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It does matter how new money is injected, but that’s probably bad terminology

Scott Sumner, criticizing Sheldon Richman, writes,

The second assertion is odd, as the non-neutrality of money is probably the single most heavily researched question in all of macroeconomics.  So I am not quite sure why Richman considers it “overlooked.”

The other point is mostly inaccurate.  Consider the following four monetary policy injections, where fiscal policy is held constant in each case.

1.  Newly injected base money is used to buy T-bonds from banks.

2.  Newly injected base money is used to buy T-bonds from non-bank securities dealers.

3.  Newly injected base money is used to buy T-bonds from individuals at a special auction excluding bond dealers.

4.  Newly inject base money is used to pay the salaries of government workers, and as a result less money is borrowed by the Treasury.  The Treasury then creates and donates a T-bond to the Fed.

In all four cases the increase in the amount of base money is identical.  In all four cases within about one week the increase in currency held by the public and bank reserves is virtually identical.  In all four cases the impact on debt held by the public is identical.  Thus the impact on interest rates is virtually identical in each case.  In all four cases the impact on the purchasing power of various groups in society is virtually identical.  Bonds are purchased at market prices.  It simply doesn’t matter how the money is injected, if we assume a pure monetary policy with no change in fiscal policy.  Of course a “helicopter drop” is also a fiscal expansion, and hence would produce slightly different results.

I don’t know if this is what the Austrians actually believe, but Richman seems to be assuming that OMOs are gifts of purchasing power from the Fed to the recipients.  That is not true, the newly injected cash is sold at market prices, in exchange for Treasury debt.

Richman’s attack on Wall Street has strongly Rothbardian undertones that I don’t agree with. They color his presentation of the theory as happened with, well, Rothbard.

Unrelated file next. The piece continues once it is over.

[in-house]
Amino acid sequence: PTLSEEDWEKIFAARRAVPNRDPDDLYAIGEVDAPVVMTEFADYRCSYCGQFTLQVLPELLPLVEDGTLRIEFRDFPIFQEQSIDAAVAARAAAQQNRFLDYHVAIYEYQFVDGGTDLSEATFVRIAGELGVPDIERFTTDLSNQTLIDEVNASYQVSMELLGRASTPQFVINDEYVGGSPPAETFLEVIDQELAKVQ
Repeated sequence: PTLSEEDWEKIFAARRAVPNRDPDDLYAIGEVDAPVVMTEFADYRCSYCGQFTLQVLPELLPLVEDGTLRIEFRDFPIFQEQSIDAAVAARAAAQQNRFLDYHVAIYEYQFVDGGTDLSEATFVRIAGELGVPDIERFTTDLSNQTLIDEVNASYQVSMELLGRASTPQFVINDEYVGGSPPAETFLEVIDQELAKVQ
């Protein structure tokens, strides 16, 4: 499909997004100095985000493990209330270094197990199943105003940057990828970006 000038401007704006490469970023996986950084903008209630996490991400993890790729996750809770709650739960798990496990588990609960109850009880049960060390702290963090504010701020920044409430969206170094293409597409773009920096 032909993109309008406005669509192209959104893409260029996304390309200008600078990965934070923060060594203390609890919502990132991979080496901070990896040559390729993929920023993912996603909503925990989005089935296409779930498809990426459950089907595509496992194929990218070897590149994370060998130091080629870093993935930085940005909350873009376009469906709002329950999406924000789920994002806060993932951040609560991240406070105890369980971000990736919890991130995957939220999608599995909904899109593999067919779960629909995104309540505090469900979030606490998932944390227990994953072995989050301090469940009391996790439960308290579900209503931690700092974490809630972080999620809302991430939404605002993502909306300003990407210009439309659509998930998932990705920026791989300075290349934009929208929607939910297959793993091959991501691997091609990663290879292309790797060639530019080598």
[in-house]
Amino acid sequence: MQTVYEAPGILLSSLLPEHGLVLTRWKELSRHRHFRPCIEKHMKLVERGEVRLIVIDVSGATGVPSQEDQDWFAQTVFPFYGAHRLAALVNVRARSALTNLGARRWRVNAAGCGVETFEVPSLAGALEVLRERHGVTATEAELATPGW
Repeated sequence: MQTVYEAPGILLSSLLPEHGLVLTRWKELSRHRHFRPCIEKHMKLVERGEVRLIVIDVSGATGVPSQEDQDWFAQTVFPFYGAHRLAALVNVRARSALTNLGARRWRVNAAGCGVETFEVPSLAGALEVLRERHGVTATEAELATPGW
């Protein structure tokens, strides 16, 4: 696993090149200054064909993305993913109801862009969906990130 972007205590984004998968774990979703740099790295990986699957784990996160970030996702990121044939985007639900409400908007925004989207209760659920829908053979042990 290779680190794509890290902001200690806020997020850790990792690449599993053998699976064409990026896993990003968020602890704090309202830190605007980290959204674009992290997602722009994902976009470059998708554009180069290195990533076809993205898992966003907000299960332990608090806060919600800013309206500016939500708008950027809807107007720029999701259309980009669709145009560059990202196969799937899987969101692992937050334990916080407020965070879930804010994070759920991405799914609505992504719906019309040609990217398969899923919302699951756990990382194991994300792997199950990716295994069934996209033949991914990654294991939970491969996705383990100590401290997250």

The idea that it matters how new money is injected relates to the way in which money “hits” the markets. For the “traditional” story to apply, the price of time -the interest rate- needs to move before other prices move. If it “hits” consumption goods (or some other vector of goods) first, the traditional ABCT story doesn’t apply, though something similar in substance might.

The simplest way to think about this is with Hayekian triangles. It’s a fairly simple question: can monetary policy disrupt the shape of the triangle in the way Garrison described via interest rates? I don’t see why this would be controversial. Some industries (and economic decisions generally) are more sensitive to interest rate changes than others. If you were at monetary equilibrium and you print money in such a way that causes interest rates to fall, then more resources get drawn into those industries than elsewhere. That is almost true by definition. If you assume heterogeneous interest rate sensitivity and that monetary policy can affect interest rates, then you get heterogeneous real effects.

A colleague of mine, Nicolas Cachanosky, is now working on seeing these effects in the data. It is a massive pain in the ass to get the data today for this. If that’s the case, I doubt that literature Sumner refers to is relevant for this particular flavor of “non-neutrality.” If it is, please let me know so I can pass the information along.

2 responses to “It does matter how new money is injected, but that’s probably bad terminology

  1. Joshua Wojnilower December 3, 2012 at 3:12 pm

    Nice response to Sumner. I provided a link to your post with further commentary on a modern money approach here:

    These effects from monetary policy are only one part of the story. Looking back at Ryan’s first paragraph above, a modern money perspective (is this better than saying Post-Keynesian?) may provide the “something similar in substance”. This view argues that fiscal policy is partially responsible for injecting money into the economy (“inside” money from private banks being the main source). Depending on the distribution, prices in certain industries may adjust before changes in interest rates. These industries will likely attract more resources temporarily due to changes in expected future demand. When the government reduces or stops supporting those industries, revealing the temporary nature of the demand, prices will tend to fall. In this light, fiscal policy that alters the money supply also creates real effects due to the misallocation of capital.

  2. Pingback: Advocates of Reason: 5 December 2012 | Economic Thought

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